Our fourth day at Suttur began with a puja to Adi Shivarathriswara, the founder of the mutt, at his samadhi temple. His murti is so small that it is brought out of the sanctum for special guests to offer flowers, chanting the Siva ashtottara. The shrine itself is not small, and a rather large Nandi seats there serenely -- or deliciously, I should say, for he is decorated daily with a kavacham coating of butter, with grapes and chillies made to look like jewels. So playful, so delightful.
We met a craftsman who carries the Sivalingams that Lingayats use. To our surprise, the black round lingam is not a stone, but a concoction of wax and 51 other substances. Inside resides a minuscule stone Sivalingam on a yoni. He melts the black substance, encases the stone Sivalingam in the wax Sivalingam and creates an artifact said to last for a lifetime of devotion.
From there we visited some temples, including Chamundeswari Temple, crowded, and a temple to the Goddess' sister, nearby, nice and less popular.
In the evening we went to the immensely popular fire-walking ceremony -- you can see the second story VIP section on the photos above, at the top of a house. The even went on and on, with amazing performances of popular dancers, acrobats, fire-eaters, nadaswara players, drummers and anyone else who could make some noise. We will upload a video when there is more bandwith.
One more interesting fact: the previous day, when the auspicious yatra parading the murti of the founder was about to roll down the streets, fireworks exploded in the sky with deafening noise. A flock of gigantic birds, disturbed, flew in circles above us, disoriented by the noise. Are they birds? No. Wow, those are bats. Enormous, black bats, awe-worthy and creepy. The poor animals were confused and went away, reminding us that, in many cultures, loud fireworks are meant to scare away evil spirits, demons of mischief and darkness, and perhaps a few innocent bats to symbolize the fleeing forces of ignorant evil.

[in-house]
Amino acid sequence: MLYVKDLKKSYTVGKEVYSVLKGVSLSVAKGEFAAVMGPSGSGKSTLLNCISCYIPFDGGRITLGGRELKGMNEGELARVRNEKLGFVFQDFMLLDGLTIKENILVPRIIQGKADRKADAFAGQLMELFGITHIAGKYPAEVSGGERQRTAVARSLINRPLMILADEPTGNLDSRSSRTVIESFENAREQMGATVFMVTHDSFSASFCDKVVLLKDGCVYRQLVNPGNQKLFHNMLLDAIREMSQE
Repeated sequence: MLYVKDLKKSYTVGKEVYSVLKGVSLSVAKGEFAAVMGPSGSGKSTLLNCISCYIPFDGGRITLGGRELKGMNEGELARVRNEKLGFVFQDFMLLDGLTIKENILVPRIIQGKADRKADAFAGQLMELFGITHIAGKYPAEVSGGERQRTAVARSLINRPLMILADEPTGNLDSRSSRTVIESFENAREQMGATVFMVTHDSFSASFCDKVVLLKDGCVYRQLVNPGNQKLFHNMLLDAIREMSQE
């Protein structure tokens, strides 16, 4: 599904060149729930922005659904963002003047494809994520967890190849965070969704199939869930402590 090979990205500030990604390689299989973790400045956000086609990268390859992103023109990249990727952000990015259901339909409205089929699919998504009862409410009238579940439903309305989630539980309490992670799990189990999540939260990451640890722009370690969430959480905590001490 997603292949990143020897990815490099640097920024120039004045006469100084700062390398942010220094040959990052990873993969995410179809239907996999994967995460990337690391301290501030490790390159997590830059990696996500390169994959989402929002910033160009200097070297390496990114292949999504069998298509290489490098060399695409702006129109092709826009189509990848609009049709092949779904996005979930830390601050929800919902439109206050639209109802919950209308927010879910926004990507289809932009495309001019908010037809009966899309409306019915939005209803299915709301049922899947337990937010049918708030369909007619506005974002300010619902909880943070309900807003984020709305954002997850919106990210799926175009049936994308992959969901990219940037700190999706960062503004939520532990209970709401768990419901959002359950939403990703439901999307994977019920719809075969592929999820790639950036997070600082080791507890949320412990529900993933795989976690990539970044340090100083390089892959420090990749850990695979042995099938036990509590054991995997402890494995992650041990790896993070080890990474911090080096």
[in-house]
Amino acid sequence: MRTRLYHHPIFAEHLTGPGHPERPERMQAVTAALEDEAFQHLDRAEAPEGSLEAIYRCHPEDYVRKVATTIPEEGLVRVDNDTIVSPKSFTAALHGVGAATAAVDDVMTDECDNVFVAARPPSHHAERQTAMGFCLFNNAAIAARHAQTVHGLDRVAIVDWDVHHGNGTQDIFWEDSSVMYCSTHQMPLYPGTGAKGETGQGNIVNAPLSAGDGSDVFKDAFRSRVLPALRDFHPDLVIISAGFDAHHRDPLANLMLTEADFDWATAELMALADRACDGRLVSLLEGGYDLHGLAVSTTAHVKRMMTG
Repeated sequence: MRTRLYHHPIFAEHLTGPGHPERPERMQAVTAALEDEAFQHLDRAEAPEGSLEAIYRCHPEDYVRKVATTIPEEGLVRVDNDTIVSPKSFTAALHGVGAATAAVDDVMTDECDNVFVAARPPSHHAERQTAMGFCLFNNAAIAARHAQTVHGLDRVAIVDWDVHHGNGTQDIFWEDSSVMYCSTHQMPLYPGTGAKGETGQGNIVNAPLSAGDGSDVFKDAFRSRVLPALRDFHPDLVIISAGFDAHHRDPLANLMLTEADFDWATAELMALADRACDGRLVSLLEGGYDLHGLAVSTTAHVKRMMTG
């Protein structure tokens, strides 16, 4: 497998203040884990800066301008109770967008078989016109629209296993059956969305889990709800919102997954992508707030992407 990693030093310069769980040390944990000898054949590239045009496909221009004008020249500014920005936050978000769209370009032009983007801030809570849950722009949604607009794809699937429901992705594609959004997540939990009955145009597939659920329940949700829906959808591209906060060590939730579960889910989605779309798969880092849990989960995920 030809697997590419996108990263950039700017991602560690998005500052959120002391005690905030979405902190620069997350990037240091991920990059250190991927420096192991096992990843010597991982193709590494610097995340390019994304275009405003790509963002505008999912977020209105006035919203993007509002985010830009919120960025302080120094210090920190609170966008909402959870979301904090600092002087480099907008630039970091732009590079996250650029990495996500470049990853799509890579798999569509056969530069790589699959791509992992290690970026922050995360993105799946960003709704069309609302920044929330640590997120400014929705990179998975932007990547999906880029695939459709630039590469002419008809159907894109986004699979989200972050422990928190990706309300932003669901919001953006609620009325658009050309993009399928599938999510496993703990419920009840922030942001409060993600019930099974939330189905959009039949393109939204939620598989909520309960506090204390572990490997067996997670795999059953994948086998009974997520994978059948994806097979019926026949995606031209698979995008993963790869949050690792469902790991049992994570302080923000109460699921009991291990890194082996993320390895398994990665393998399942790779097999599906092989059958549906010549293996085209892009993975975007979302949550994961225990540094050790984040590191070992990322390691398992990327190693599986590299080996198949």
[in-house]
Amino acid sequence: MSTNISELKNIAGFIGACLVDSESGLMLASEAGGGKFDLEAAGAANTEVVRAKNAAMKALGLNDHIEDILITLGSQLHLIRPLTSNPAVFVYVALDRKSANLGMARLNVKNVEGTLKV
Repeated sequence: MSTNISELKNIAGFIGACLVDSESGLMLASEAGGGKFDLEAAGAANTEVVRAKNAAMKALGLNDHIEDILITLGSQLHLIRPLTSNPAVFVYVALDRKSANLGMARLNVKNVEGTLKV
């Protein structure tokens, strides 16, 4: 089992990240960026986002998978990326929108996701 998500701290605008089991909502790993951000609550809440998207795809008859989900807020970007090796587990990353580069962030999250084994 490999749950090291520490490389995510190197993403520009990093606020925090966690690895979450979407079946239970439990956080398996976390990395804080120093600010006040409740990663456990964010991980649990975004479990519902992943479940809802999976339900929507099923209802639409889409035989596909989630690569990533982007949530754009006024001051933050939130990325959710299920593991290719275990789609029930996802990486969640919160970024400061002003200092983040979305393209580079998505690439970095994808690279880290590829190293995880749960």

The second full day at Suttur Mutt was extraordinary. Here are some more photos of the events described in previous TAKA posts.
The utsava murti was paraded in the morning. The parade included floats and musicians hard to beat. New York's labor day parade? Venice's carnival? Rio? No, Suttur is much more cool.
In the afternoon, Paramacharya Palaniswami gave a rousing speech and announced the Indian edition to an attentive crowd from the stage, maybe two thousand people. He wove into his speech kavi cloth and iPads, the past and the future, East and West. We were honored boy our hosts. The public, so open and friendly, was also intrigued. After the event people began to follow paramacharya around, just to ask questions.
Archives are now available through 2001. Light colored days have no posts. 1998-2001 coming later.